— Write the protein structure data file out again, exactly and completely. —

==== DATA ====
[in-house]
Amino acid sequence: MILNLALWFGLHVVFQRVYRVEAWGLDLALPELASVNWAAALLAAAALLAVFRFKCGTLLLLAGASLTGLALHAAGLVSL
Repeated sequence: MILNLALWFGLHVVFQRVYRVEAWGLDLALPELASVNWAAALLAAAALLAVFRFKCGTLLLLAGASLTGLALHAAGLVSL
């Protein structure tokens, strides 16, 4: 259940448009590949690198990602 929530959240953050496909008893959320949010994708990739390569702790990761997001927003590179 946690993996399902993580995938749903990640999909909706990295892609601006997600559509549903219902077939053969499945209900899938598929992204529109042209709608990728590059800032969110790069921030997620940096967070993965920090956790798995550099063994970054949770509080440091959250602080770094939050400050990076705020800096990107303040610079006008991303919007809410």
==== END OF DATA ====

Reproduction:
[in-house]
Amino acid sequence: MILNLALWFGLHVVFQRVYRVEAWGLDLALPELASVNWAAALLAAAALLAVFRFKCGTLLLLAGASLTGLALHAAGLVSL
Repeated sequence: MILNLALWFGLHVVFQRVYRVEAWGLDLALPELASVNWAAALLAAAALLAVFRFKCGTLLLLAGASLTGLALHAAGLVSL
């Protein structure tokens, strides 16, 4: 259940448009590949690198990602 929530959240953050496909008893959320949010994708990739390569702790990761997001927003590179 946690993996399902993580995938749903990640999909909706990295892609601006997600559509549903219902077939053969499945209900899938598929992204529109042209709608990728590059800032969110790069921030997620940096967070993965920090956790798995550099063994970054949770509080440091959250602080770094939050400050990076705020800096990107303040610079006008991303919007809410």